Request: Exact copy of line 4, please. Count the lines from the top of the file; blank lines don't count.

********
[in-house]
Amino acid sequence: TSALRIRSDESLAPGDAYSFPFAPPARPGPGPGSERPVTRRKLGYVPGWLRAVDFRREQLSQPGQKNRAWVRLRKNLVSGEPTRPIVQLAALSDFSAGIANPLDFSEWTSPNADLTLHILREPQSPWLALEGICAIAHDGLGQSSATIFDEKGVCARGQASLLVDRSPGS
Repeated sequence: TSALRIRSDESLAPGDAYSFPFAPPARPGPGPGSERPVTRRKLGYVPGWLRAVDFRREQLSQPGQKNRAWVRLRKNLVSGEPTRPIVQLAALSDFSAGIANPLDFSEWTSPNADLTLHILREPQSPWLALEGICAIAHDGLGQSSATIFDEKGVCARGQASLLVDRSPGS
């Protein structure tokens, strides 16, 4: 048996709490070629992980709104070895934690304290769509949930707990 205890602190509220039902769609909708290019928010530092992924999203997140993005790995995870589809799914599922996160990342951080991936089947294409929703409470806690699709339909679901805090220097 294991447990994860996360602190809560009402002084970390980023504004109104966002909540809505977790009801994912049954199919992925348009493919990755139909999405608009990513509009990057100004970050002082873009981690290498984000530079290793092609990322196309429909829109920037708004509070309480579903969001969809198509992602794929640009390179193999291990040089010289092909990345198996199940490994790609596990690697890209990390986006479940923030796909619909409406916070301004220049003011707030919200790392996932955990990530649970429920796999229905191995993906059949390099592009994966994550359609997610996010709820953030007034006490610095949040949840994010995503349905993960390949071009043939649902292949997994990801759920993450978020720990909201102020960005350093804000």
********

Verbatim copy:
């Protein structure tokens, strides 16, 4: 048996709490070629992980709104070895934690304290769509949930707990 205890602190509220039902769609909708290019928010530092992924999203997140993005790995995870589809799914599922996160990342951080991936089947294409929703409470806690699709339909679901805090220097 294991447990994860996360602190809560009402002084970390980023504004109104966002909540809505977790009801994912049954199919992925348009493919990755139909999405608009990513509009990057100004970050002082873009981690290498984000530079290793092609990322196309429909829109920037708004509070309480579903969001969809198509992602794929640009390179193999291990040089010289092909990345198996199940490994790609596990690697890209990390986006479940923030796909619909409406916070301004220049003011707030919200790392996932955990990530649970429920796999229905191995993906059949390099592009994966994550359609997610996010709820953030007034006490610095949040949840994010995503349905993960390949071009043939649902292949997994990801759920993450978020720990909201102020960005350093804000």